Summer is in full swing! For an equestrian, summer means longer days in the saddle, competitions, horse camps, and lots of green grass! Many people who choose to let their horses graze on green, nutrient-rich pasture all day opt to limit a horse’s hay and grain intake, sometimes eliminating the food altogether. However, even though a horse may be getting enough green grass to keep him fat and happy, receiving forage and grain throughout the season is important to a horse’s health.
Many horses spend a large part of their days in the cool shade of the barn and the other part in the pasture, grazing on the rich grass. When horses are first turned out for the day, they are hungry and eager to munch on the lush grass. One may think that when a horse is in its stall, it won’t need any additional food since it was outside, right? Actually, a horse needs to have something to munch on at all times! Due to their excitement, many horses tend to overeat in the first few hours they are outside. The remainder of the day, they eat less grass, resulting in their stomachs containing less forage. If they do not have as much food in their systems, it is even more important to give them hay during the period they are in their stalls.
A horse’s digestive tract is designed to consume foods 24/7; therefore, it is essential to provide hay to a stalled horse. A horse who has an empty stomach for too long has the potential to develop some type of digestive upset, including gastric ulcers in the stomach lining. Gastric acid is continuously released into a horse’s stomach, whether the horse is eating or not. If the horse does not have any food inside to act as a barrier or to absorb, the acid could splash onto the stomach lining, creating painful ulcers. Consuming hay or any other forage has a buffering effect for those stomach acids.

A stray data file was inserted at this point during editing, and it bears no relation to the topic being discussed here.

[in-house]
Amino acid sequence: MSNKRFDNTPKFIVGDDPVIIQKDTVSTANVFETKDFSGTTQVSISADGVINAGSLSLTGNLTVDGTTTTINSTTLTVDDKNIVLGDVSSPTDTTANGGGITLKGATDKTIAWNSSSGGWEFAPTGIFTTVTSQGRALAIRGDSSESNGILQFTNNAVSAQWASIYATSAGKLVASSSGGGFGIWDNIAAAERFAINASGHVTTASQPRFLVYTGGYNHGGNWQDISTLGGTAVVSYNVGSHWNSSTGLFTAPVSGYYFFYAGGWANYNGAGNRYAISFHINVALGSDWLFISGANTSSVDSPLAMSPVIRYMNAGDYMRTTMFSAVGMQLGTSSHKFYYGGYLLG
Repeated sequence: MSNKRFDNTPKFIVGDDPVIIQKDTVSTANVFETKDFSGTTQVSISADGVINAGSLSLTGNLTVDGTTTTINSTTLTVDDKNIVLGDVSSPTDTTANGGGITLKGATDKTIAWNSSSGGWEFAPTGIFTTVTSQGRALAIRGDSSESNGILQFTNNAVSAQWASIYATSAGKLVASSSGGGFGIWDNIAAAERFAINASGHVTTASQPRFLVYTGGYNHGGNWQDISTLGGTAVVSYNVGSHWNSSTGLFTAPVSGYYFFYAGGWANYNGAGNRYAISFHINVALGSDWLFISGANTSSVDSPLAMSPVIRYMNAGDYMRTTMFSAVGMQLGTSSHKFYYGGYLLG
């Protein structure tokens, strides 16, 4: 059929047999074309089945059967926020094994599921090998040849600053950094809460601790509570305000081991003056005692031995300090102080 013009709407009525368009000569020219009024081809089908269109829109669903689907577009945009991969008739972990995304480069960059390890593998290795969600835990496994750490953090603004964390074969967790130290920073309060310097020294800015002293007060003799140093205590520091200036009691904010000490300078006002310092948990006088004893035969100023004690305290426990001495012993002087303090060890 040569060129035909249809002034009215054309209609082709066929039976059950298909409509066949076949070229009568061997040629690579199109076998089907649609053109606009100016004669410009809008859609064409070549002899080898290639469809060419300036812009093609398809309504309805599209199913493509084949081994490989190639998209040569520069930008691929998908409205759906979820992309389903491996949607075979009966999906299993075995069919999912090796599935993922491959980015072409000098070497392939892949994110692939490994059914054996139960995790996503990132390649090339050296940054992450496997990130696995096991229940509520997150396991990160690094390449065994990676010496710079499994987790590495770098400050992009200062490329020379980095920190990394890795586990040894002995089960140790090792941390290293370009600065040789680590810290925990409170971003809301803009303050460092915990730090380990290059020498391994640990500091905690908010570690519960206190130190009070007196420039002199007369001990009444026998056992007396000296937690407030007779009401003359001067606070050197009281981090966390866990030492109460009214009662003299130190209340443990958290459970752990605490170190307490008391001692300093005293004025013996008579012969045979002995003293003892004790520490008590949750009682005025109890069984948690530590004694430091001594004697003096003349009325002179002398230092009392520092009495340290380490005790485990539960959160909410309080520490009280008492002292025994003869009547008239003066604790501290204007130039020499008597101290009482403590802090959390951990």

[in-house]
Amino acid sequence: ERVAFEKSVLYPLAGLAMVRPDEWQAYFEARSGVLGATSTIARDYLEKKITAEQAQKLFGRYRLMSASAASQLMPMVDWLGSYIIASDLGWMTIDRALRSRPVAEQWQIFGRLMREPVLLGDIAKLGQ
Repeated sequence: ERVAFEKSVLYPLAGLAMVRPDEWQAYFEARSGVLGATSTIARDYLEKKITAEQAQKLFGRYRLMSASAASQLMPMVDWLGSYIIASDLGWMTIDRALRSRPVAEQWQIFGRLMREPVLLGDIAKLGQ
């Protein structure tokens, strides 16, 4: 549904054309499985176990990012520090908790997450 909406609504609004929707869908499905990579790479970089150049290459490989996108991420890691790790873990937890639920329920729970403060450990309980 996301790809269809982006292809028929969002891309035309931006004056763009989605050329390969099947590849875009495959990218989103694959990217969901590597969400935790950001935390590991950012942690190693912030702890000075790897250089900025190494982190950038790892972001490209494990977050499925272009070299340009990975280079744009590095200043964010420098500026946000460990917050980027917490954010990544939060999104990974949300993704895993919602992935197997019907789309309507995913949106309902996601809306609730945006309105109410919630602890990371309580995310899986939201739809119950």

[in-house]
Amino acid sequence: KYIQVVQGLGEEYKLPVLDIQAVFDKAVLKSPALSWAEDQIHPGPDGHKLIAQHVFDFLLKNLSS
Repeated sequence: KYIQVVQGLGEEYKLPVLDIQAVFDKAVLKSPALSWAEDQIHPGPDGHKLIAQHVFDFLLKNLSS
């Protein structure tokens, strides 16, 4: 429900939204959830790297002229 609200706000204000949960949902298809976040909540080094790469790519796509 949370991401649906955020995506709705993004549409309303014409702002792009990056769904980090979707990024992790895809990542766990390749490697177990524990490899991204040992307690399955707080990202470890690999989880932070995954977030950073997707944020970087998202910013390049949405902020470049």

If you wish to control the amount of calories a horse consumes so they do not eat themselves into obesity, there are several options that still allow access to forage. While a horse is turned out, consider using a muzzle to control the amount of grass he consumes. The small holes in the muzzle limit the amount of grass he can eat, yet it also keeps him preoccupied with the added difficulty of consuming grass. While in the stall, consider placing your horse’s hay into a slow feeder hay net. These hay nets are similar to muzzles since they contain small openings for the horse to eat the hay. With muzzles and hay nets, a horse eats more balanced meals, therefore ensuring that with food in his stomach, he has a reduced likelihood of developing any kind of digestive upset, including stomach ulcers.
What if your horse is an easy-keeper? The type of horse who seems to grow plump on air alone? Along with regularly using a muzzle and a slow-feeder hay net, try feeding your horse a ration balancer. A ration balancer is an equine supplement that provides the required levels of vitamins, minerals, and protein. An overweight horse will not consume excessive calories by eating a ration balancer. Instead, this feed provides his daily needs of protein, vitamins, and minerals. These feeds should be fed in small amounts, usually 1-3 pounds per day.
So even if your horse seems to be overweight from all of the rich green grass he is eating, don’t skimp on his intake; horses need to eat consistently in order to be healthy!